Making a Magic Kit

Brett Hurley

Elite Member
Sep 27, 2014
2,398
1,995
Texa$, with a dollar sign
After picking up a few children's magic kits in thrift stores, I noticed that there's a lot of excess that really don't get used. I mean, 50 magic tricks is a bit overwhelming.
I've had the idea of making a children's kit (thinking age 7 and above) that would cut down a lot of excess and have a list of easy close-up magic that (I think) would work. But I have no idea how anything like this would work or where I would take it.
Any suggestions?
 

RealityOne

Elite Member
Nov 1, 2009
3,597
3,893
New Jersey
Sounds like something for RealityOne to take a look at.

Bryant:

I was thinking the same thing.

Brett:

What purpose would you use this kit for? As a give away at shows? As a back of the room type sale? As something used to teach magic to kids in a class? That sort of dictates what is included as well as the price / cost of the kit.

There are some good kits out there. The Fantasma kits are amazing and come with DVDs. I like the Melissa and Doug kit -- they seems somewhat more substantial. There are also good kits at http://www.magictricks.com/magic-sets.html The idea of those kits is to give the kids enough to put on a show of their own. For younger kids (6 to 8), I like effects like the drawer box, ball vase, imp bottle, spiked coin, hot rod and color vision because they are practically self working and don't really reveal any magic secrets.

Elaborate more on you idea -- what would the purpose of the kit be and what would you put in it?
 

Brett Hurley

Elite Member
Sep 27, 2014
2,398
1,995
Texa$, with a dollar sign
I had the lofty idea of selling as an actual kit. Maybe I should start small and try it out as a giveaway or as a part of a magic class. I think an actual magic class would fit the bill a lot better. At least then you'd be able to personally teach the people who are actually buying the product.

For the lot itself. I figure that, at that young of an age, I'm not sure if they are ready for things like card work and cup & balls, but more along the lines of, like what you said, practically self-working magic.

Magic that can boost their confidence for kids and get their foot in the door of magic, instead of providing a 'cover all' kit and only 5 things get used.
Also, I wanted to construct it to where kids would be able to take 1 or 2 in their pocket and be able to do at any time without the need for a table.

Here's what I was thinking so far. This is about a weeks worth of scouring half a dozen websites:

Crazy Cube
Hot Rod
Die Chamber
Oddball
Brass Cubio
In N Out Boxes
Coil & Ring
Zig Zag Pencil
Sure Shot Dice Box
 
Mar 15, 2015
6
0
I can speak from a recent experience of buying a magic kit for our oldest child close to the age range, that this is very true (the overwhelming and underused part). There are lots of extra materials, mainly printed paper items that rarely get used. I do think there are the basic solid tricks though, that are very good choices for beginners included in many kits these days. The Cups and Balls, Magic Ball Vase, and the Prayer Vase, for example.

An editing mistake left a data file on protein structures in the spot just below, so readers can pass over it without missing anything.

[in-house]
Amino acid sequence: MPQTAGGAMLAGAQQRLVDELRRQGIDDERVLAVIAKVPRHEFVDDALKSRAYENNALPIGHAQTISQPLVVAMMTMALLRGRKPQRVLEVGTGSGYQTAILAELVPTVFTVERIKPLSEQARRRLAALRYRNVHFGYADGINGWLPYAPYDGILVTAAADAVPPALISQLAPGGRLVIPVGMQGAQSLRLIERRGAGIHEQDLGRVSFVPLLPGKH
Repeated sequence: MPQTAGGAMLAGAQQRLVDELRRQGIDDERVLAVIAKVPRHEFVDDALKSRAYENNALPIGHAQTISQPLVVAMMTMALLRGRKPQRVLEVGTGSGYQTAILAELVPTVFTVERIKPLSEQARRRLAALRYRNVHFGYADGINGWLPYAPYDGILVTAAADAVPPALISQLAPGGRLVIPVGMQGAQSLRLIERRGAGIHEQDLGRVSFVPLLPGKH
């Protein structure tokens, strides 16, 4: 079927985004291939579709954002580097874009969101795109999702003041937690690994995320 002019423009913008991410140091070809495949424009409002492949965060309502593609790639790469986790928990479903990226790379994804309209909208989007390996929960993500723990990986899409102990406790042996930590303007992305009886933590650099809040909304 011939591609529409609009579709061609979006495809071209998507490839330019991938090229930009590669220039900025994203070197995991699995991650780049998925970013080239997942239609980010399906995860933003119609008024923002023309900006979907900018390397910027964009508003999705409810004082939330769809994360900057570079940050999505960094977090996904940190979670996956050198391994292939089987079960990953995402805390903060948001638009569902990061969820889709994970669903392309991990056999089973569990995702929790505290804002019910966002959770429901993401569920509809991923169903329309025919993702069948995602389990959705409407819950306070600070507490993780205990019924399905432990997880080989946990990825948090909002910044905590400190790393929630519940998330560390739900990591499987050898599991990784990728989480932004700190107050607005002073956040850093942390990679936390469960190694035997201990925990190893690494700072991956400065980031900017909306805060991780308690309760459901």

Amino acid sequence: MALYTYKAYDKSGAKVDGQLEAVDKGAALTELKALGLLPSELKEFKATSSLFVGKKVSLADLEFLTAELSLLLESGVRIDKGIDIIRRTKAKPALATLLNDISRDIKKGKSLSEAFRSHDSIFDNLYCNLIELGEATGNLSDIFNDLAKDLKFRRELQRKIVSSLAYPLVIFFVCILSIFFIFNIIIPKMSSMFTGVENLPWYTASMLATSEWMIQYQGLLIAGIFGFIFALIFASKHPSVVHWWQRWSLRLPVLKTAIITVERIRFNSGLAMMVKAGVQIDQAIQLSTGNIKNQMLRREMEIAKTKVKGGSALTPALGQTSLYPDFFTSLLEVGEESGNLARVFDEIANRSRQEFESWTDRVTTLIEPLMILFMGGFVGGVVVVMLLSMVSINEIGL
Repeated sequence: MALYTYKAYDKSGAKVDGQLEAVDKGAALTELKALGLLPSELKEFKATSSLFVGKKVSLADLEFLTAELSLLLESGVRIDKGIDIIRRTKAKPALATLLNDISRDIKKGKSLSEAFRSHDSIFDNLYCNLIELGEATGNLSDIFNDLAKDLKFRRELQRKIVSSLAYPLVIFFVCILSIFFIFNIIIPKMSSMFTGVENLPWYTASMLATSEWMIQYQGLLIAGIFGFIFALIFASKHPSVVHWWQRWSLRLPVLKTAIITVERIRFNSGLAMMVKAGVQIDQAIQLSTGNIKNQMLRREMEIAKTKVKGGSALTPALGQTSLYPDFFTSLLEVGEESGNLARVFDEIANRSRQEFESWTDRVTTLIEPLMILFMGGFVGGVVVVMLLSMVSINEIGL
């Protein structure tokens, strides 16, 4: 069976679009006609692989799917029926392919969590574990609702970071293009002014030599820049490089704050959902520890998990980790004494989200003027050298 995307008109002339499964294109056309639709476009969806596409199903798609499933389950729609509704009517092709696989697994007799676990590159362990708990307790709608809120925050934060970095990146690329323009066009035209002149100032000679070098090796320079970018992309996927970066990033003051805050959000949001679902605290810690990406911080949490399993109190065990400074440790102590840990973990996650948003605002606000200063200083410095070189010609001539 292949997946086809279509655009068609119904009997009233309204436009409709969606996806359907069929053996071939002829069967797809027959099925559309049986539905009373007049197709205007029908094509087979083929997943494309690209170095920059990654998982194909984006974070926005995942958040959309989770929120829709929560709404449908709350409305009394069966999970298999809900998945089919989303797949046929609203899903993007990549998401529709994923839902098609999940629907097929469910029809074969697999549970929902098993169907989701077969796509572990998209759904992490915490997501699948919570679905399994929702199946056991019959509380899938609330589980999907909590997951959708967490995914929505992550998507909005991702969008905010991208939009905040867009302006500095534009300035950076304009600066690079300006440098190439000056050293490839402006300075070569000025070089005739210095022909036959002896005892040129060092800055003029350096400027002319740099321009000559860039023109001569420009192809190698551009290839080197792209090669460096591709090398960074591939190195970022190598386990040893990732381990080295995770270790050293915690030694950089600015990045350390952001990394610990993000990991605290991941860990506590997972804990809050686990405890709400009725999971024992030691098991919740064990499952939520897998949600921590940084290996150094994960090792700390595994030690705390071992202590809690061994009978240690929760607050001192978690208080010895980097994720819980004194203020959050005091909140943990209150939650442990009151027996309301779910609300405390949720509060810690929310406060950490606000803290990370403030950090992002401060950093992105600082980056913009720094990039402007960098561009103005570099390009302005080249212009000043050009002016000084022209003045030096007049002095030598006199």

I would say a small set would be ideal, but the problem is that often times you can purchase just the individual items I listed for pretty cheap individually as well, so when consumers see the magic sets for $20 with lots of tricks listed, I think that is part of the reason they buy them. The overwhelming things, that don't get used.
 

Justin.Morris

Elite Member
Aug 31, 2007
2,750
864
Canada
www.morrismagic.ca
I would pick 3-5 things. And keep in mind the target age for the tricks. My daughter cannot do the Hot Rod to save her life (age six). Even crazy cube she has trouble with (mostly the presentation. But she would rock the zig zag pencil, coil and ring, or a ball and vase. If you are targeting 10 - 12 year olds, than those are great.

Also set yourself a budget and make sure of all the math ahead of time. Because you pay bulk pricing ahead of time, you need to make sure the math works and that you can pay for all of it before you sell a single kit. Too many people call it an investment -throw it on a credit card, and then start selling. It seems like common sense, but there's a reason that banks make s much money ;) Price it out, Save enough to buy all the stuff, then make the kits to sell. Doing a smaller test batch first would have helped someone I know too. I know one guy who ended up with a lot of tricks that weren't that popular and didn't sell. That guy might be me.
 
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